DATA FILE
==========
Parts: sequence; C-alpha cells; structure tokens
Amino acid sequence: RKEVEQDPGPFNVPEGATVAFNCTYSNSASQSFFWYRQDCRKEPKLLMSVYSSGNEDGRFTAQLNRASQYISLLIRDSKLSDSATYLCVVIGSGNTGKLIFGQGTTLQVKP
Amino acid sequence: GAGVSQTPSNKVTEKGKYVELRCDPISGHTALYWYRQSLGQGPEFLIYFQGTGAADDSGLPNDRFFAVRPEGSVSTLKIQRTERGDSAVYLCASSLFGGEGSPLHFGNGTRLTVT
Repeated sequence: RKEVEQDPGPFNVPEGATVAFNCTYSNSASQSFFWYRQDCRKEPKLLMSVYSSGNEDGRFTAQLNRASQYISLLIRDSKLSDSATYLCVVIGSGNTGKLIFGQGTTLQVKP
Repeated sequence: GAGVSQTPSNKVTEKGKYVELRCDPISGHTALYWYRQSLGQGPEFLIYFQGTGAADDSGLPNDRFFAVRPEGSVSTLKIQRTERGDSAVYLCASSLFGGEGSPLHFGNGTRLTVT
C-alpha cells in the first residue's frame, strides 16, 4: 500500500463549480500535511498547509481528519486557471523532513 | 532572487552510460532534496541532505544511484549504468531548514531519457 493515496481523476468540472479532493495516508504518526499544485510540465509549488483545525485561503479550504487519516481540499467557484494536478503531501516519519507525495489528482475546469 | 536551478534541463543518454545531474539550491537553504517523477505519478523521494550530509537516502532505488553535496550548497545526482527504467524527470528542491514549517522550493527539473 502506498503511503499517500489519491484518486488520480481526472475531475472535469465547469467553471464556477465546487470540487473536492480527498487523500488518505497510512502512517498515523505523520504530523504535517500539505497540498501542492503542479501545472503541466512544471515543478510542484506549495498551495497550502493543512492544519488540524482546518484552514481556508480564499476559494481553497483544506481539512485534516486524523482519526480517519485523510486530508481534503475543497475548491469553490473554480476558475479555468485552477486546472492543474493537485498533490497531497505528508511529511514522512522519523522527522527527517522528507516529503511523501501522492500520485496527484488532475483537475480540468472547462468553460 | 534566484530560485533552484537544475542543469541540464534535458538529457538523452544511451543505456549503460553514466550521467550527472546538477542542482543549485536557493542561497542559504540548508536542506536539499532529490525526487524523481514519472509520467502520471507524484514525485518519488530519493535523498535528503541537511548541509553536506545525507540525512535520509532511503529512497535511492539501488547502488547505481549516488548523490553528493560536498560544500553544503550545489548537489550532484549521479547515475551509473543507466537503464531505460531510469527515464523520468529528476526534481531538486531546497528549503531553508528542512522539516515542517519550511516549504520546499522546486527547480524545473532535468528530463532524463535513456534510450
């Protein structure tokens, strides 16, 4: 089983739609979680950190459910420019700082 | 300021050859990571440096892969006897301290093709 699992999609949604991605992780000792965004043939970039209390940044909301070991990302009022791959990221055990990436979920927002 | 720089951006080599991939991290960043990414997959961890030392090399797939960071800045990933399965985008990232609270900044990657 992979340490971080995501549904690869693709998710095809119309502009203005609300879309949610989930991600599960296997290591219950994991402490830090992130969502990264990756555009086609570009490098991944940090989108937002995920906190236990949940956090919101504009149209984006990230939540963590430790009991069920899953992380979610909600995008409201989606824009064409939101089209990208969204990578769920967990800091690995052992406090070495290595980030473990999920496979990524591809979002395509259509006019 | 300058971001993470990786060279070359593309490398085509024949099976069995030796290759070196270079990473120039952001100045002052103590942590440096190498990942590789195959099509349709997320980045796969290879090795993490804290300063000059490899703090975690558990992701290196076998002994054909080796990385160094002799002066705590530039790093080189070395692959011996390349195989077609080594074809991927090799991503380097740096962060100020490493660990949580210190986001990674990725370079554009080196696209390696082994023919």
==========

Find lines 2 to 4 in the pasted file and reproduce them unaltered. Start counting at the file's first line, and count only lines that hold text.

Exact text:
Amino acid sequence: RKEVEQDPGPFNVPEGATVAFNCTYSNSASQSFFWYRQDCRKEPKLLMSVYSSGNEDGRFTAQLNRASQYISLLIRDSKLSDSATYLCVVIGSGNTGKLIFGQGTTLQVKP
Amino acid sequence: GAGVSQTPSNKVTEKGKYVELRCDPISGHTALYWYRQSLGQGPEFLIYFQGTGAADDSGLPNDRFFAVRPEGSVSTLKIQRTERGDSAVYLCASSLFGGEGSPLHFGNGTRLTVT
Repeated sequence: RKEVEQDPGPFNVPEGATVAFNCTYSNSASQSFFWYRQDCRKEPKLLMSVYSSGNEDGRFTAQLNRASQYISLLIRDSKLSDSATYLCVVIGSGNTGKLIFGQGTTLQVKP